CEOs at the most important U.S. companies got an 8.5 percent raise in their paychecks last year, according to a study made by Equilar for the Associated Press. This is the biggest raise in three years, meaning that these CEOs make more than 300 times more than a regular worker
Their incomes are about $11.5 million including salary, stocks and other compensations. As well, it is remarkable the fact that over the last five years CEO pay has increased 19.6 percent, which almost doubles the increase perceived by full-time employees in the United States.
CEOs for media companies occupy the best positions
The top five positions were occupied by CEOs from media companies, a very lucrative industry. The highest paid CEO was Thomas Rutledge of Charter Communications, which is the second largest cable operator in the United States. He gained $98 million. $88 million of that sum came from stocks. It was achievable thanks to the rise of Charter’s share price by 155 percent in the last 6 years. Charters communications recently absorbed Time Warner Cable and Bright House Networks.
Leslie Moonves comes next on the list with $68.6 million. She is the CEO of CBS. Most of it (63.9 million come from bonus and stock awards). She managed to keep CBS as the top-rated network in the 2015-16 season.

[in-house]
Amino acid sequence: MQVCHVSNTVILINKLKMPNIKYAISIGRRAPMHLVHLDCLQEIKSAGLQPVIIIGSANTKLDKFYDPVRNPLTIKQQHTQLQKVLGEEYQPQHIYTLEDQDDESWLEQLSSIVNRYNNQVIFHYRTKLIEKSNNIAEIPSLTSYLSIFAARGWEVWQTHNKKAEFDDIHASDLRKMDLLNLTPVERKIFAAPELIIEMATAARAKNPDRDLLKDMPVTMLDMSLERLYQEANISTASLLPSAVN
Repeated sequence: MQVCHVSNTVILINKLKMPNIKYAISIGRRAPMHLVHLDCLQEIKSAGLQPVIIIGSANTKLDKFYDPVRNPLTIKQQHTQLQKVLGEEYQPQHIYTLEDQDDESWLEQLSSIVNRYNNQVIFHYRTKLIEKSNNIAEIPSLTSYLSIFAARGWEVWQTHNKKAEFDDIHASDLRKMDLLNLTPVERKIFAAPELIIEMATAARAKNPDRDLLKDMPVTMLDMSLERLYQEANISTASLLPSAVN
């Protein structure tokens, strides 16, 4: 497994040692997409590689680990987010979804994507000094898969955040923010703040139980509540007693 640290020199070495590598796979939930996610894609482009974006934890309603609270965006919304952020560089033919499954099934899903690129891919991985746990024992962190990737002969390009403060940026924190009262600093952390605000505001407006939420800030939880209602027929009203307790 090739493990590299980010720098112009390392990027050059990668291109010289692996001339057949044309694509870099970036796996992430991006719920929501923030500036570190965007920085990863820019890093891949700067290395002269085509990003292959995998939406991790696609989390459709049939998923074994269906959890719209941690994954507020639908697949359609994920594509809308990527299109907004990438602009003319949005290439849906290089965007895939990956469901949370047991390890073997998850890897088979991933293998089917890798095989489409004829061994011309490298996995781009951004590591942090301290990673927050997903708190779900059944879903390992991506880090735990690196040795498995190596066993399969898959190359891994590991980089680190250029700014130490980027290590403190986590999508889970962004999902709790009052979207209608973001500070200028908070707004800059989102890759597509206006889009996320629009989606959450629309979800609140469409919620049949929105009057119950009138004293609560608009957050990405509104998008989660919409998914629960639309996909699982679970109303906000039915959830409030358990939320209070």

Number 3 on the list is Robert Iger, CEO of Walt Disney with $41 million. He received a little less than last year but it is certainly a significant amount to outstand.
The fourth and the fifth positions are occupied by David Zaslav of Discovery Communications, and Robert Kotick of Activision Blizzard, respectively. Zaslav received $37.2 million. About 70 percent of that amount is made up with the revenues from stock and option awards. While Kotick got $33.1 million.
However, it is not likely that Kotick makes it in the top-five of the next list because his salary this year was cut by 26 percent to $1.8 million after shareholders complained about Activision Blizzard executives making too much money. Due to that, the enterprise also suppressed the guarantee for the annual salary increase.
Boards of directors have to pay their CEO what their rivals are being paid or more
CEOs are very aware of what CEOs in other companies are making, so boards of directors know they have to pay to their CEO something similar, if not more.
“When a company gets a poor showing on its ‘Say on Pay’ vote, though, companies do take it seriously,” said Kelly Malafis, a partner at Compensation Advisory Partners, an executive-compensation consulting firm. “Even if it’s not failing, but below 70 or 80 percent, companies see that, and they typically respond in the next year.”
According to Amy Borrus, deputy director of the Council of Institutional Investors the “say on pay” vote is a real game changer. This significantly opens up the already big difference between what executive and regular workers make. To be precise, the survey said that CEOo approximately makes 347 times more than the average full-time worker.
Source: The Post and Courier